Could You Be With Her Now by Jen Michalski (A Review)

By Jennifer Ray Morell


Dzanc Books

167 pgs. | $15.95

Both novellas housed in Jen Michalski’s collection, Could You Be With Her Now, focus on characters who exist on the outskirts of society. While at first glance, Jimmy, a mentally- challenged fifteen-year-old boy seeking to find his television “girlfriend,” and Sandra, a 67-year- old woman who feels that she no longer holds a place in the world, seem to have little in common as the central characters in Michalski’s work, both exist as the other – those whose needs are ignored and whose subtleties are often overlooked by those around them.
In I Can Make It to California Before It’s Time for Dinner, the narrative circles around Jimmy, a young teen who is mentally-challenged. His words are simple and his understanding is often confused, leaving the reader in the heart-breaking position to piece it all together. After obsessing over Megan, a television character who he believes is his girlfriend, he sets out to find her California home, which he reasons cannot be too far away from Maryland. Certainly he should be able to find her before it is time for dinner.
Though he knows that he is not allowed to venture further than the local 7-11, he receives what he thinks is permission from his brother. Within a few pages, Jimmy believes that he has found Megan: a girl in her backyard who quickly becomes frightened by his confused advances. She tries to fight him off, but as Jimmy describes, “we are up half the way when she falls asleep on me.” Jimmy never grasps the magnitude of what he has done to his “Megan.” He continues on, eventually asking for help since he is lost, still believing that she was merely “pretend asleep.”
When his brother, Josh, ascertains the truth about this trek to “California,” connecting Jimmy’s statements with the news of a murder, he tries to protect his brother by sending him on his own to hide from the police. What ensues is an uncomfortable tale, told from the perspective of someone who does not understand the dangers and complications of the world around him. Already, his mind is reeling, as Jimmy can only see the world in terms of good guys and bad guys. Despite the fact that he has killed, he connects to his army men toys – the ultimate heroes, repeating the mantra to himself, “I am a good guy. I am an army man.” Hiding from the police, whom he previously was told to go to for help, he no longer knows who the “good guys” are. His trust in others that he meets along the way is misplaced, and the reader can only follow along in horror at his misadventures.
In Michalski’s second novella, May-September, Sandra, a 67-year-old woman who frequently describes herself as elderly, no longer feels like she holds a place in the world. Her daughter has asked her to compose her memoirs to publish on a blog, to serve as a legacy for her grandchildren. For this task, Sandra commissions Alice, a struggling young writer, to help her.
When they first meet, Sandra is cynical of the task, suggesting that she is only complying with her daughter’s wishes to prove that she hasn’t gone senile. The threat is a constant undercurrent in her life: her daughter will take her away from her home to place her in an assisted living facility in Florida. Alice is put-off by this attitude, explaining to Sandra that all stories and lives are important.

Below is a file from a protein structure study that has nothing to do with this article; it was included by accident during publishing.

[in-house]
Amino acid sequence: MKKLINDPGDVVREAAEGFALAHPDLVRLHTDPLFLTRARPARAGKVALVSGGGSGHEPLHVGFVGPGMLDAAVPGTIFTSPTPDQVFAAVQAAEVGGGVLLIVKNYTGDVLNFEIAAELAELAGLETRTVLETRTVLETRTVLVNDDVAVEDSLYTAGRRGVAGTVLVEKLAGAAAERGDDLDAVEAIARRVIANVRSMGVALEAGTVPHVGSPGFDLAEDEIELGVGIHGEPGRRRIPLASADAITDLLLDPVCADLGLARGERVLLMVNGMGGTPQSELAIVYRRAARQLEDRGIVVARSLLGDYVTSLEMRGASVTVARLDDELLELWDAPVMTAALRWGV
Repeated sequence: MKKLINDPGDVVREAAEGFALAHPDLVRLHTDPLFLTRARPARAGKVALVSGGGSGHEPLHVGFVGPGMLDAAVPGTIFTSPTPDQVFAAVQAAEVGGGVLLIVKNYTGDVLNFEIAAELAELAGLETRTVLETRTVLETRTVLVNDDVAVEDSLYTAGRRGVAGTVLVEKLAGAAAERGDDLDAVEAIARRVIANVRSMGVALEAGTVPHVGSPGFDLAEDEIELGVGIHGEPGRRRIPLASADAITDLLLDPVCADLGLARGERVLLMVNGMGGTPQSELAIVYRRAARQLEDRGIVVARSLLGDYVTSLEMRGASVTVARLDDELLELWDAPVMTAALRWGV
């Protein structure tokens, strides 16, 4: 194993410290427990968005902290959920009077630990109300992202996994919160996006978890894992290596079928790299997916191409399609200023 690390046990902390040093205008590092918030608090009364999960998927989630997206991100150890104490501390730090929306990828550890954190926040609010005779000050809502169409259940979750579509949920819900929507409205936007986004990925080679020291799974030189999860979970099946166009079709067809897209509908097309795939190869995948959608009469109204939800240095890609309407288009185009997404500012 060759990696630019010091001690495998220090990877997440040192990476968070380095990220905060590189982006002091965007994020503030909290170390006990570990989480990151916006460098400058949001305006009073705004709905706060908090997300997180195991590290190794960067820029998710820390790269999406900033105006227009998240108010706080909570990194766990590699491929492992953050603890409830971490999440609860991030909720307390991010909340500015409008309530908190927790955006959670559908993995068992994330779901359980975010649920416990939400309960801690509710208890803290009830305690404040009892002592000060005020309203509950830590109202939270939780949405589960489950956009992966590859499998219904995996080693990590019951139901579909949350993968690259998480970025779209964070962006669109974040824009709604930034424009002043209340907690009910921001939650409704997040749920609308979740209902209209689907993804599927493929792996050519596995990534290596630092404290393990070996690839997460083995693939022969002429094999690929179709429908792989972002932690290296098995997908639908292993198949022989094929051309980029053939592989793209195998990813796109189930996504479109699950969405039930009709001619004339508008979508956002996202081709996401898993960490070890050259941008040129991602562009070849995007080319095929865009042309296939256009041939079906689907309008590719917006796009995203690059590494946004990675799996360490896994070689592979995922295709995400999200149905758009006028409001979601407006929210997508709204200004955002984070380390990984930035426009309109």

Together, the two women work on Sandra’s life stories, many focusing on her extramarital trysts and relationships with close friends. Though she feels uninteresting, Sandra tells the whole of relationships – the beginning and end of love, the deaths, the debilitating illnesses that crush the people she once knew.
So much of Sandra’s life dwells on the past. She describes her love of music, connecting different composers to people she had known. When they are gone, so too is her connection to that composer. When she can no longer play the piano because it is too late in the evening, she states that she is left alone with her memories. And since she is at an age “where anything could happen,” she is biding her time in her memories until she too is gone. Though she is losing the life around her, these visits from Alice connect her to the woman that she once was. Alice fills a void in Sandra’s life: the connection, the validation of her stories, the realization that she is still alive.
While Jimmy is unaware that he is an outsider, for Sandra, her distance from the world is acutely painful. She laments that “No one ever writes about older people,” and she feels that the world has changed around her, all while she was standing in place. Outside, the neighborhood has changed. The florist is now a cellphone store, but Sandra still serves petit fours to guests, able to describe the cake and frosting for occasions that occurred decades earlier.
As her relationship with Alice intensifies, there is a disconnect between the woman she is and the woman she was, as Alice daydreams over old photographs. Which version of a person is the true self? What remains static despite the passage of time? For Sandra, it seems to be a “slightly pained” smile that has remained through the years. She describes that she no longer feels like the person that she used to be. People do not see her, instead, “they saw some old woman thrown on top of her and they mistook her for something small, frail, needing help. A stray.”
Together, these works illustrate how so often, we fail to go any deeper than the surface of those around us. Both in Jimmy and Sandra’s interactions with the world around them, there is a breakdown of communication, and a failing of those who are close.

Jennifer Ray Morell is a freelance writer and photographer in New York City. She writes about music at The Ruckus ( and her adventures at That Long Yellow Line ( Check Twitter for her thoughts on TV shows, puppies, and cupcakes:

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